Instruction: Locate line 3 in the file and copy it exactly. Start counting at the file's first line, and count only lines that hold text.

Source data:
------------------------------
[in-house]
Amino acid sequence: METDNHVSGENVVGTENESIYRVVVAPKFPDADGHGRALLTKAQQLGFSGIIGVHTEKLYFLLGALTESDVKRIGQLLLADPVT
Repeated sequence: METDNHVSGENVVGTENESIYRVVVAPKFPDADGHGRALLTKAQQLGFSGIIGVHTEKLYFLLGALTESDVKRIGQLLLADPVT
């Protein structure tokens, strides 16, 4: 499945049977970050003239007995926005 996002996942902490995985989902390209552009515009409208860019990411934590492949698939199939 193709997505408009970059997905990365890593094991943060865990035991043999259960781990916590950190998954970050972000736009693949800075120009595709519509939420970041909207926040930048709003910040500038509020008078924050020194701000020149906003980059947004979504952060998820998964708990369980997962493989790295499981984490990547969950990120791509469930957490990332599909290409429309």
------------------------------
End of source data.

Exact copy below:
Repeated sequence: METDNHVSGENVVGTENESIYRVVVAPKFPDADGHGRALLTKAQQLGFSGIIGVHTEKLYFLLGALTESDVKRIGQLLLADPVT